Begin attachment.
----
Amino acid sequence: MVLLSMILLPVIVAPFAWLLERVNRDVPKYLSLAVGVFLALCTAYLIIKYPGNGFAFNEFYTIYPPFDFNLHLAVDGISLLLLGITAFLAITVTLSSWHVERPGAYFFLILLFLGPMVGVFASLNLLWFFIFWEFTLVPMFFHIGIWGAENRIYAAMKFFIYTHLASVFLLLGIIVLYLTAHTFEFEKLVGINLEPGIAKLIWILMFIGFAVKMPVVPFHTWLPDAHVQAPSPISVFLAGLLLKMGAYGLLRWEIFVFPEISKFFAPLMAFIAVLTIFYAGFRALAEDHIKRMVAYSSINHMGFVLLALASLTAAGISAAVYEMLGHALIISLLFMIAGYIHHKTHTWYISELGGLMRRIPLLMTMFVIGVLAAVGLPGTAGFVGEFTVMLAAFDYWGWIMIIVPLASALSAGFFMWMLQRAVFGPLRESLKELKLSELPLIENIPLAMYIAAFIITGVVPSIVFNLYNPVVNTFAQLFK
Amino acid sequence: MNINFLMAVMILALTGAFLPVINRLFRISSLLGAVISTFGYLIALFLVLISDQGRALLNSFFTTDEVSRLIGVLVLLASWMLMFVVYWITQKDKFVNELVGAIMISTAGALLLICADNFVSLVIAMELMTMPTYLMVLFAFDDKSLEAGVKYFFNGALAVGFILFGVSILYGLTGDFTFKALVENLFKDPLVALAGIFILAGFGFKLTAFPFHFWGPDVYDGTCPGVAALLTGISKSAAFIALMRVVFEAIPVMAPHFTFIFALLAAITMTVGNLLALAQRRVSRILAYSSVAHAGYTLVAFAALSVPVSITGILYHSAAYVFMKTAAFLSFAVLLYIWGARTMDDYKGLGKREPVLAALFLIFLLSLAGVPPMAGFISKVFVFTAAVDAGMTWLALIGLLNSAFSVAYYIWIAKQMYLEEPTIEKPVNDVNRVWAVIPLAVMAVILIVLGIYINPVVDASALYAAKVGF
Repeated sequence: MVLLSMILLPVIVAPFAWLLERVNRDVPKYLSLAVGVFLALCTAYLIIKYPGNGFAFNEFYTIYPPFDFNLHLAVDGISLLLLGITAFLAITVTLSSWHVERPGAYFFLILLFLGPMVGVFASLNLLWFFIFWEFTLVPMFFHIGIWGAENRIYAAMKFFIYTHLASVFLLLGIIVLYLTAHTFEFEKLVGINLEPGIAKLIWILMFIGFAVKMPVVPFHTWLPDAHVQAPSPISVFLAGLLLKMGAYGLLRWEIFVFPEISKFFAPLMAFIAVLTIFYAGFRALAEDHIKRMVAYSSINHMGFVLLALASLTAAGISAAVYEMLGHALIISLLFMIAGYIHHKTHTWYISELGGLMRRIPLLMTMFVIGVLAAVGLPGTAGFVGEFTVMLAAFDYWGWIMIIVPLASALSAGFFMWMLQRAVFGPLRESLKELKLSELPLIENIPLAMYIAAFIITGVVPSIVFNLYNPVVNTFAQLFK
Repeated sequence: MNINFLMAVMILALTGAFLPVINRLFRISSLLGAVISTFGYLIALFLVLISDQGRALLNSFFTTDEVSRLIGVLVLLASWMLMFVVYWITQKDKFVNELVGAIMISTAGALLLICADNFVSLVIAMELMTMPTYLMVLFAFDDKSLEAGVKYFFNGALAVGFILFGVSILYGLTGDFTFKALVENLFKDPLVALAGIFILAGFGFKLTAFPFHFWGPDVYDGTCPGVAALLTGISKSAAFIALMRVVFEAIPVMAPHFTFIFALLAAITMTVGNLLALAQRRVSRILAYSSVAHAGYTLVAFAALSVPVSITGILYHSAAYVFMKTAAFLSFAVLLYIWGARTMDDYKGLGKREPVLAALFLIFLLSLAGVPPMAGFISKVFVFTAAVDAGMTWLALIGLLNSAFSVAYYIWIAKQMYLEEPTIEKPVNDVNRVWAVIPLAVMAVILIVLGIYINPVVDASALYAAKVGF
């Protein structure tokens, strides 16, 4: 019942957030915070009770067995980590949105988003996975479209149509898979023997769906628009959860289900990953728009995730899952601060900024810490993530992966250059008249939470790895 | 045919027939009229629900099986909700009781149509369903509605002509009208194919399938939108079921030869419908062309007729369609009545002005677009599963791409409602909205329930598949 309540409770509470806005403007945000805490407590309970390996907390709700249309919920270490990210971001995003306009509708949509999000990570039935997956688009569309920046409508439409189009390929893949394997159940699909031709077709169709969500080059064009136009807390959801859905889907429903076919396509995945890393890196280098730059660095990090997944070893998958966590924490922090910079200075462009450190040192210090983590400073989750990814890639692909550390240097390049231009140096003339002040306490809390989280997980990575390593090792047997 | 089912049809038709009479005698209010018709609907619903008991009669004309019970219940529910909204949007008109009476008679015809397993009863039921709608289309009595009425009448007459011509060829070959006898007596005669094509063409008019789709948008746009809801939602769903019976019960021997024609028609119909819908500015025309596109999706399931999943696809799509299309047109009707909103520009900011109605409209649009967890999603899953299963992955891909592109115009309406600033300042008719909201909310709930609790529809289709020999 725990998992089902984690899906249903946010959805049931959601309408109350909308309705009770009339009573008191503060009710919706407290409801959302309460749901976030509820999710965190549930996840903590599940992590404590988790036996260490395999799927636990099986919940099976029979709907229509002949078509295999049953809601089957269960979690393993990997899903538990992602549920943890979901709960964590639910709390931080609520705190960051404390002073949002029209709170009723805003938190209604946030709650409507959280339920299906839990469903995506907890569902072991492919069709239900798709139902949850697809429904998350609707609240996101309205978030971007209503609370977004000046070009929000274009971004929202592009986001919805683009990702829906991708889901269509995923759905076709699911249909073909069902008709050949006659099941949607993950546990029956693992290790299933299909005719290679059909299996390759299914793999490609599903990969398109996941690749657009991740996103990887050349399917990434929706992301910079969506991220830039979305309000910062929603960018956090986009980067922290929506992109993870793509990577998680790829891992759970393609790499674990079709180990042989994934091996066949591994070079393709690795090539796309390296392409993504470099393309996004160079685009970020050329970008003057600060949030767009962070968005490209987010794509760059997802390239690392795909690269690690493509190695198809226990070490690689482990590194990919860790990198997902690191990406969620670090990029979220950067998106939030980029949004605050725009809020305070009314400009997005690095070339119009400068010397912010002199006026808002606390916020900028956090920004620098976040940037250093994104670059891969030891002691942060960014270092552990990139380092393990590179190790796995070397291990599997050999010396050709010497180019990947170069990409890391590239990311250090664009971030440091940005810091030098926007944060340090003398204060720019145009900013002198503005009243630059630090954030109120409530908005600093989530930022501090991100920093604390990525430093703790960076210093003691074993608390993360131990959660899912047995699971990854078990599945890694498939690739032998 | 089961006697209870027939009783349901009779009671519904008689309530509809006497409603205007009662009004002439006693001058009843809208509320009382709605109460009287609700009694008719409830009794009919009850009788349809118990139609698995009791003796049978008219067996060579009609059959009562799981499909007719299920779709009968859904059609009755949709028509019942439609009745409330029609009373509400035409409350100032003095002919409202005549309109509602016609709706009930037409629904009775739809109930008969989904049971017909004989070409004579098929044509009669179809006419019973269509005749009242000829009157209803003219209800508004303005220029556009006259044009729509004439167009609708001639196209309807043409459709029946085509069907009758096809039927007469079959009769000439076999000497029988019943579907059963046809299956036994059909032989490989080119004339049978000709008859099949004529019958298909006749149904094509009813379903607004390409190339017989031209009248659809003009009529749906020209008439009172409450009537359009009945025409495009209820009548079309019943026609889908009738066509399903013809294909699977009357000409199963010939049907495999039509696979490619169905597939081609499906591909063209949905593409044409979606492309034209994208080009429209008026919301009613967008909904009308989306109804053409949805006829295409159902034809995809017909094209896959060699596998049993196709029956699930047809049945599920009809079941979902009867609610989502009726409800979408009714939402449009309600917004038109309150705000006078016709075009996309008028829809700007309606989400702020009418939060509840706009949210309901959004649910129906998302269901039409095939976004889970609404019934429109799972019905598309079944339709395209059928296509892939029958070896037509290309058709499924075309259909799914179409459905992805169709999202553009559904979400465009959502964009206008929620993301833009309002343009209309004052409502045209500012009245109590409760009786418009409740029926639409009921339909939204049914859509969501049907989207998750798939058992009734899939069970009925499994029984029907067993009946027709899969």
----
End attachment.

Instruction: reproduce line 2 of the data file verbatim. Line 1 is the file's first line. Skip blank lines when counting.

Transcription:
Amino acid sequence: MNINFLMAVMILALTGAFLPVINRLFRISSLLGAVISTFGYLIALFLVLISDQGRALLNSFFTTDEVSRLIGVLVLLASWMLMFVVYWITQKDKFVNELVGAIMISTAGALLLICADNFVSLVIAMELMTMPTYLMVLFAFDDKSLEAGVKYFFNGALAVGFILFGVSILYGLTGDFTFKALVENLFKDPLVALAGIFILAGFGFKLTAFPFHFWGPDVYDGTCPGVAALLTGISKSAAFIALMRVVFEAIPVMAPHFTFIFALLAAITMTVGNLLALAQRRVSRILAYSSVAHAGYTLVAFAALSVPVSITGILYHSAAYVFMKTAAFLSFAVLLYIWGARTMDDYKGLGKREPVLAALFLIFLLSLAGVPPMAGFISKVFVFTAAVDAGMTWLALIGLLNSAFSVAYYIWIAKQMYLEEPTIEKPVNDVNRVWAVIPLAVMAVILIVLGIYINPVVDASALYAAKVGF